Oser Communications Group

Kitchenware News June 2017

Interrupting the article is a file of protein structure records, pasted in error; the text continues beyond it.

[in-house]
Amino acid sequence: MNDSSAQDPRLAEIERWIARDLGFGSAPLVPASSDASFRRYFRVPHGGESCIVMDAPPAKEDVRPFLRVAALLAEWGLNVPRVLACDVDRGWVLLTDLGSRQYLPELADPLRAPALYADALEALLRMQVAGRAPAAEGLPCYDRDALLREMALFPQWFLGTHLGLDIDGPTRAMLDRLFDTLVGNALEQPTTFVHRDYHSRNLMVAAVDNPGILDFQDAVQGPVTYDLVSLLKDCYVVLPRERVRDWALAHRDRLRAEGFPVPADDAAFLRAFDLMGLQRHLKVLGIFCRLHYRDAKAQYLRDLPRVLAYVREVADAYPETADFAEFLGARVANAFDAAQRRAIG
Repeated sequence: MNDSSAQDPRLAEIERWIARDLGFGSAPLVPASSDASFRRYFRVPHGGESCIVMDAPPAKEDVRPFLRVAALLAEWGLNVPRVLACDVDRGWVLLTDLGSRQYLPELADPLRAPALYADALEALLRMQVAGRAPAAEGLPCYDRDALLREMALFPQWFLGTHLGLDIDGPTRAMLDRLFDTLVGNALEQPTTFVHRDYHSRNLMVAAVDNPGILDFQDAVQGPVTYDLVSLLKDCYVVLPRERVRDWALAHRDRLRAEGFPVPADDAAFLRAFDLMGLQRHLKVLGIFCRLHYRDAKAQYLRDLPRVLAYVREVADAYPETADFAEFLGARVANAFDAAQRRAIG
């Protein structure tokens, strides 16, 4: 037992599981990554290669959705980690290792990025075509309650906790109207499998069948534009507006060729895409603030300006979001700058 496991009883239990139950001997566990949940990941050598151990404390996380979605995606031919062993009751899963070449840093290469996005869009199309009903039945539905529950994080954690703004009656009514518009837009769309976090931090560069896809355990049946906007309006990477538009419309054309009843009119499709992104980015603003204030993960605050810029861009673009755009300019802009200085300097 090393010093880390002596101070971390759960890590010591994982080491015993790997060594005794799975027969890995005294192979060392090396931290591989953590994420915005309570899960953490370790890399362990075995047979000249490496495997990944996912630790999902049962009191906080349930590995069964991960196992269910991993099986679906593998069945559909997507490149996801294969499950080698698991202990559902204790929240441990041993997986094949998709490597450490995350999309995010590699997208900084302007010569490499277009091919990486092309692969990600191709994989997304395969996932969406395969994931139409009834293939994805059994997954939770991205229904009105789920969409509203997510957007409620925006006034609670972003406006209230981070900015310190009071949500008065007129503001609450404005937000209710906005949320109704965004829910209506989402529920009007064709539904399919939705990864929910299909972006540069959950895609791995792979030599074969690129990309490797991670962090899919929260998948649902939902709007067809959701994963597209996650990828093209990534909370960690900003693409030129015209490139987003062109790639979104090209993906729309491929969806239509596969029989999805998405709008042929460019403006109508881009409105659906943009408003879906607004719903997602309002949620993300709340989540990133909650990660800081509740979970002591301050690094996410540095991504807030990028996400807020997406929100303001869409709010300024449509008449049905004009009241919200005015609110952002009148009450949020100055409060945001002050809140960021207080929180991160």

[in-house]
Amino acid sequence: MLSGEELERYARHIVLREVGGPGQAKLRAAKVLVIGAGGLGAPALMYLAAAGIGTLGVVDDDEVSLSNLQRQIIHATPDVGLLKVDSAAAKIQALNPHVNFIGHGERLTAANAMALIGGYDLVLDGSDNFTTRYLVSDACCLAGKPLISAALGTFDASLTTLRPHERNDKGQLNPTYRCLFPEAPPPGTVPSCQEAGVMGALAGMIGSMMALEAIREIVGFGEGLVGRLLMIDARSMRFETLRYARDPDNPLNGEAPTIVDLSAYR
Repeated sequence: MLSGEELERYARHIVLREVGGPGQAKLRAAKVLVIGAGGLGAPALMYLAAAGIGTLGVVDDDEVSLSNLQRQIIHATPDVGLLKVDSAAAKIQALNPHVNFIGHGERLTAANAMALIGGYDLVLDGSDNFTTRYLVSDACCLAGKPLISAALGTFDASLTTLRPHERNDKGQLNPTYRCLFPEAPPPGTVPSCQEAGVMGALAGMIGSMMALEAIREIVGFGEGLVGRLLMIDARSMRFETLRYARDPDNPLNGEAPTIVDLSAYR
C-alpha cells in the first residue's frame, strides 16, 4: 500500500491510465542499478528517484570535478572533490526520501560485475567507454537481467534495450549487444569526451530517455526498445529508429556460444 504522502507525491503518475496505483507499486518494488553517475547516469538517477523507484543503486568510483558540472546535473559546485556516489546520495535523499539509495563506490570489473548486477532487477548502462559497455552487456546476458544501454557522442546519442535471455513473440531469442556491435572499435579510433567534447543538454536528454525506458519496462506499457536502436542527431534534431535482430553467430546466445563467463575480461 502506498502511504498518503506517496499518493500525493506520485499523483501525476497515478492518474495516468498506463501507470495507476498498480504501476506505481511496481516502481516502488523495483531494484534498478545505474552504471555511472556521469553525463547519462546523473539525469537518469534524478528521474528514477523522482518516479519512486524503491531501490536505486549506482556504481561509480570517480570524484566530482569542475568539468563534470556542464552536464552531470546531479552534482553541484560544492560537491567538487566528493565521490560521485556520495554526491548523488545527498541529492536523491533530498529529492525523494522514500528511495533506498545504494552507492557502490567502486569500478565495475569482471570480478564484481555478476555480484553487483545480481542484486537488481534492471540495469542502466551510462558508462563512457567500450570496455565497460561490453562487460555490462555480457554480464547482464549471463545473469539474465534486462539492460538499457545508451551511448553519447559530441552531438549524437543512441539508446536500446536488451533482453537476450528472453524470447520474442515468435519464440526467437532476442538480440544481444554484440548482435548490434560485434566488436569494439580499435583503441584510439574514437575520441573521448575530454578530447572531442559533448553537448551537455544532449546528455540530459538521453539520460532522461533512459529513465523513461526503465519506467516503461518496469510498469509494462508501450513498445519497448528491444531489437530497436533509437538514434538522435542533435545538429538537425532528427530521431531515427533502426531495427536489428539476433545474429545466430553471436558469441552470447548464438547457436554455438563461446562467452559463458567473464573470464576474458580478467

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News ..............................................5 Ad Index .......................................22 www.kitchenwarenews.com BY MICAH CHEEK Cook's Pots and Tabletops makes its mark with experience. The store, located in Eugene, Oregon, is run by veterans of both the kitchenware and restaurant industry, and is curated with only items that the store's employees have personally tested and approved. " We think of our function is to act as a curator to sort through the maze of what's available, and to address the reasons why we think a product may be better than the alternative," says Keith Ellis, Co- Tabletop of the Line Continued on PAGE 5 Continued on PAGE 6 Continued on PAGE 14 Continued on PAGE 8 Owner of Cook's Pots and Tabletops. The other Co-Owner, Kathy Campbell, founded the store in 1995, and has been in the cookware business and a cooking school operator and cookbook judge for almost 40 years. Cook's plays double duty as kitchenware store and cooking school. " We actually use everything that we sell. If we encounter a new product or cookware line, we' ll always insist on testing them in our kitchen first," says Ellis. "We have three ovens, a four-burner range, two dishwashers and all the equipment that we use in the school we sell on the floor." Nearby chefs, vendor representatives and local vendors are in rotation to teach cooking classes in the store's 400 foot BY MICAH CHEEK Polished steel and fancy attachments might be the order of the day for some, but there's nothing like the rustic look of stoneware. Stoneware's timeless look and all around utility are making pieces a must-have item for some Baby Boomers. One of the big boosts for stoneware's popularity has been the growing interest in another material: cast iron. Cast iron's even heating and oven-to-table capabilities are offset by the fact that the pieces are heavy, often too heavy to be convenient for older consumers, people who aren't interested in pumping iron Building Bento Boxes: Lunches With Character every time they want to cook a meal. "[Stoneware] is 20 percent lighter than enameled cast iron," says Tara Steffen, National Marketing and Sales Manager of Emile Henry. The thick walls of stoneware can provide many of the benefits cast iron without the weight and tricky cleaning processes. The clay retains heat well, and distributes that heat evenly f rom all sides. This makes lidded stoneware a great option for one pot meals. "It's an easy way, you put everything in one pot," says Rita Bolle, President, Reston Lloyd. "Most people think Römertopf is a meat-only roaster, but you can do bread, vegetables, even roasted apples." Unglazed stoneware also has the ability to provide a high moisture cooking environment. To see why, you have to look at the pores in the clay. These tiny holes and air pockets soak up water, and release it as water vapor when heated. While BY MICAH CHEEK It's time for parents to prepare their kids for college, and kitchenware has an important place in keeping students fed and happy. College housing is notoriously fickle about what kinds of appliances are allowed inside. One major college forbids the use of all of the following for use inside a dorm room: Coffee makers, hot plates, toasters, toaster ovens, popcorn poppers and any other electrical appliance with a heating element. This leaves students with only a microwave if they don't want to use a hall kitchen. Luckily, the microwave doesn't have to limit a student to Hot Pockets. Silicone and plastic steamers and microwave containers like those from Lekue make it easy to steam vegetables, cook eggs and even boil pasta using only the microwave. For more information, visit www.lekueusa.com. Approved appliances can be used in hall kitchens, and having a stovetop or an oven available opens up lots of options. Chef Will Brown f rom Atlanta, Georgia recommends some basic tools to get the best out of a kitchen when pressed for time and space. Having one appliance that can complete a number of tasks is a big help. Brown recommends a pressure cooker with some smart technology to make things easier. "You're able to make three to four meals in minutes. It measures everything for you. You put it in the pot and it weighs it and sets the time for you," says Brown. The new Electric Pressure Cooker f rom T-fal is designed to function as a versatile and easy-to-use tool in the home kitchen. The pressure cooker has 12 automatic functions, including Rice, GENERAL NEWS n Hestan 5 SMALL ELECTRICS n Smoothtouch 21 THE PANTRY n Chocolate Companies 18 NONSTICK COOKWARE n 13 THE KNIFE RACK n Edgecraft 20 BUYER'S GUIDE n Lunch Boxes 17 TRADESHOW CALENDAR n Upcoming Shows 22 H o u s e w a r e s R e v i e w KITCHENWARE NEWS Keeping College Kids Cooking A Feat of Clay BY GREG GONZALES Parents invent all kinds of creative ways to connect with their kids, and that includes packing a special lunch. Some have taken packed lunches to an arts and crafts level, sculpting their kids' favorite characters using the food. Bento boxes, which originated as takeout containers in Japan, are the blank canvas with which they work. Entire blogs and classes are dedicated to packing bento boxes. Tightly packed, colorful and creative, the boxes allow parents to pack a lunch that's both fun and healthy. "The thing I like about them is you can really see what you're packing in your kids' lunch," said Beau Coff ron, a blogger better known as The Lunchbox Dad. Coff ron began making character-themed lunches for his kindergarten-age daughter almost five years ago, and has continued making them for her and his other kids as they 've grown, adding pictures and tips of his creations to the blog. " W hether it 's a character-themed lunch or just a regular normal lunch, we use them ever y day in our household," he said. "You can see how much f ruit and vegetables you're putting in, how much of each food group. It helps you to VOLUME 23, NUMBER 6 JUNE 2017 n $7.00 THE PANTRY: STONEWALL KITCHEN SEE PAGE 18 GADGET OF THE MONTH: INGENUITEA SEE PAGE 22 SMALL ELECTRICS: WORK SHARP SEE PAGE 21